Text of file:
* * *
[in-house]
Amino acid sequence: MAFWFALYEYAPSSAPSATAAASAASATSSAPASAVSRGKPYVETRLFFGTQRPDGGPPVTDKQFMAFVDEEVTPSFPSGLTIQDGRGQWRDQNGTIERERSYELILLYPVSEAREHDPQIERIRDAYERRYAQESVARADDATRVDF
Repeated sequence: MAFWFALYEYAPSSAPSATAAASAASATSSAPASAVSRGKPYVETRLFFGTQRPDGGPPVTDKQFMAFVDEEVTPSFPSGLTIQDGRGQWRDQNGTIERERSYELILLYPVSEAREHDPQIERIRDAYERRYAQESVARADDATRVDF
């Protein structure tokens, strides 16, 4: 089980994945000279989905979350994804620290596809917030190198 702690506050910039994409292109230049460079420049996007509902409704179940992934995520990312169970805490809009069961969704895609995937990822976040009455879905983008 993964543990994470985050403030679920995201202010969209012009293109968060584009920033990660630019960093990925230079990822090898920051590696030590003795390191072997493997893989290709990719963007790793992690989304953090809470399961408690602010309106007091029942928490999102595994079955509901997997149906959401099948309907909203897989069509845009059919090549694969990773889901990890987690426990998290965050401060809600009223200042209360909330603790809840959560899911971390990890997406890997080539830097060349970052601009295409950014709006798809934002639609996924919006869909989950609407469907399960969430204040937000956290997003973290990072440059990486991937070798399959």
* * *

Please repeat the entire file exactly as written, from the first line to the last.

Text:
[in-house]
Amino acid sequence: MAFWFALYEYAPSSAPSATAAASAASATSSAPASAVSRGKPYVETRLFFGTQRPDGGPPVTDKQFMAFVDEEVTPSFPSGLTIQDGRGQWRDQNGTIERERSYELILLYPVSEAREHDPQIERIRDAYERRYAQESVARADDATRVDF
Repeated sequence: MAFWFALYEYAPSSAPSATAAASAASATSSAPASAVSRGKPYVETRLFFGTQRPDGGPPVTDKQFMAFVDEEVTPSFPSGLTIQDGRGQWRDQNGTIERERSYELILLYPVSEAREHDPQIERIRDAYERRYAQESVARADDATRVDF
């Protein structure tokens, strides 16, 4: 089980994945000279989905979350994804620290596809917030190198 702690506050910039994409292109230049460079420049996007509902409704179940992934995520990312169970805490809009069961969704895609995937990822976040009455879905983008 993964543990994470985050403030679920995201202010969209012009293109968060584009920033990660630019960093990925230079990822090898920051590696030590003795390191072997493997893989290709990719963007790793992690989304953090809470399961408690602010309106007091029942928490999102595994079955509901997997149906959401099948309907909203897989069509845009059919090549694969990773889901990890987690426990998290965050401060809600009223200042209360909330603790809840959560899911971390990890997406890997080539830097060349970052601009295409950014709006798809934002639609996924919006869909989950609407469907399960969430204040937000956290997003973290990072440059990486991937070798399959």